Keeping a camera at the ready when possible, I am always on the prowl for good bird photo opportunities. This week's column features two species that have passed through my camera's viewfinder. Last December I spied a lone Canada Goose nestled near a grassy cove in Cushing. . . .
  • Snow Job-
    With our winter bonanza of Snowy Owls here in the Northeast region, owl encounters are a pleasant reality for coastal birders these days. To illustrate, since mid-December I have recorded six separate Snowy Owls within a 10-mile radius of Rockland. . . .
  • January Hawks -
    The winter season can be a tough time for hawks in Maine as snow and cold weather systems complicate the food situation. Occupying the upper end of nature's food chain, overwintering hawks rely heavily on capturing birds or small mammals to sustain them throughout those long frigid nights. . . .
  • 2013 Thomaston-Rockland Christmas Bird Count
    As part of the longest-running citizen science survey in the world, the annual Thomaston-Rockland Christmas Bird Count was held on December 21. Seesaw weather systems prior to count day played a role in this year's outcomes as back-to-back snowfalls blanketed the region . . .
  • Winter Wanderers-
    My frequent column readers will recognize a familiar birding maxim: the winter season delivers different sets of birds each year. It is now mid-December and, as forecast, winter finches are quite scarce in these parts. We can trace that situation to widespread abundance of seed . . .
  • Thanksgiving-
    The Thanksgiving holiday is an opportune time to consider turkeys. I am not talking about those top-heavy, farm-raised birds that are pardoned and spared from the dinner table each Thanksgiving by the President of the United States. I'm talking about wild stock, the primogenitors of all turkeydom. . . .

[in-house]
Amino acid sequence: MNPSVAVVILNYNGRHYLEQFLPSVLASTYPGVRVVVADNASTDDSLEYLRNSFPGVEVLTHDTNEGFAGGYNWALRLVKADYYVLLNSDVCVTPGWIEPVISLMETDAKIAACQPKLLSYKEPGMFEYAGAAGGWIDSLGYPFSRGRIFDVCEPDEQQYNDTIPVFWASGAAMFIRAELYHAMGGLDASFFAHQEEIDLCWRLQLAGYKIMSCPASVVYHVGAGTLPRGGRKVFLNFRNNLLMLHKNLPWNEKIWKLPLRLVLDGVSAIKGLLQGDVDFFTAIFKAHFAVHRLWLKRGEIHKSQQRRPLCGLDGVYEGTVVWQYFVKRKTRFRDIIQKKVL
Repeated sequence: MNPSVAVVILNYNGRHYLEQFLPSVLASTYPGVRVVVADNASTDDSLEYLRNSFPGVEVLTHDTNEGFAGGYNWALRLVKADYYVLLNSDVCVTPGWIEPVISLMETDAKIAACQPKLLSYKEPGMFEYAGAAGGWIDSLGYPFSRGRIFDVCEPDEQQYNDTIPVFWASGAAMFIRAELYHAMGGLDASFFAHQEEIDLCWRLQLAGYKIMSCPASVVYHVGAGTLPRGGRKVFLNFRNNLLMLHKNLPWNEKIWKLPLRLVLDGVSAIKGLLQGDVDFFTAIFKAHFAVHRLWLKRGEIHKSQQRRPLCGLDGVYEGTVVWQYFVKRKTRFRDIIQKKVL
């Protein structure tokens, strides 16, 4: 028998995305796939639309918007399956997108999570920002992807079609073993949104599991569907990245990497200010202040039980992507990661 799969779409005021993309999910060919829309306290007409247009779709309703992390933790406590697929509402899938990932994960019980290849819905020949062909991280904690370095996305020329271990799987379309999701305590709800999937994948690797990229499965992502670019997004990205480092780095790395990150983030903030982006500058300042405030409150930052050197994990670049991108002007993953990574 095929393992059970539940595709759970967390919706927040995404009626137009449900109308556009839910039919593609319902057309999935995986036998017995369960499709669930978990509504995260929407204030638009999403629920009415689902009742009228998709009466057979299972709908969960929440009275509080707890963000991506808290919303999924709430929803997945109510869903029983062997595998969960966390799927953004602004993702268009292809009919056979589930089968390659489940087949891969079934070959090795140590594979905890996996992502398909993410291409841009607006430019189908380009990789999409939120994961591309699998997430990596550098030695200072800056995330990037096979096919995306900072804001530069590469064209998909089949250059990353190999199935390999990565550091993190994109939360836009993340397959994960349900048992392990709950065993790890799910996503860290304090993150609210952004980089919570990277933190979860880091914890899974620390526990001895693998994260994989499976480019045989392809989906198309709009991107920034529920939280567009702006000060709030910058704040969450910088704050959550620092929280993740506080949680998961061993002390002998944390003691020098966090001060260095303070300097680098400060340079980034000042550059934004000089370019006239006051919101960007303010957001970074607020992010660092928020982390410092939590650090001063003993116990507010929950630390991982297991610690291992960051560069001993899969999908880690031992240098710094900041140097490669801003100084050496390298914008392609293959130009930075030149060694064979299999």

• Watching Birds Being Birds-
    Birding field guides provide the framework of identification through two-dimensional depictions that highlight general shape, size and distinctive feather patterns of a bird. And, of course, species identification is an essential step in learning to enjoy birds. Sometimes I strive to sharpen my personal birding skills while driving by identifying road-killed birds . . .
  • The Winter Finch Season-
    We have reached that time of year when birders contemplate the arrival of winter finches. This is an equally good time to consider Ontario biologist Ron Pittaway's annual winter finch forecast. Sandwiched between southern Hudson Bay and the five Great Lakes, Ontario's vast boreal tracts produce a high percentage of Maine's wintering finches. . . .
  • Bird on a Rock-
    I admit it - a streaky brown bird perched on a barren rock may not elate most bird-watchers. Frequently the "LBJ" (little brown job) factor causes us to pass by a drab-looking bird in pursuit of more colorful or more easily identifiable species. Often the small brown bird in question is a member of the sparrow family. But not always. . . .
  • Trap Days-
    In terms of worthwhile bird watching experiences, I heartily recommend Monhegan Island in late September. The active filming of a new movie there based on an island community, "Catatonk Blues," added to the existing fascination this time around. Monhegan's current eight lobstermen were busily focusing on October 1, known to islanders as Trap Day. . . .
  • A Visit from Big Bird-
    From years of birding and amateur photography, I have accumulated an adequate catalogue of photos to draw upon for my bi-monthly birding articles. Nevertheless, I always prefer to write about recent scenarios and timely photos whenever possible. The present article actually began on September 9 when I received some online photos of a huge white bird taken . . .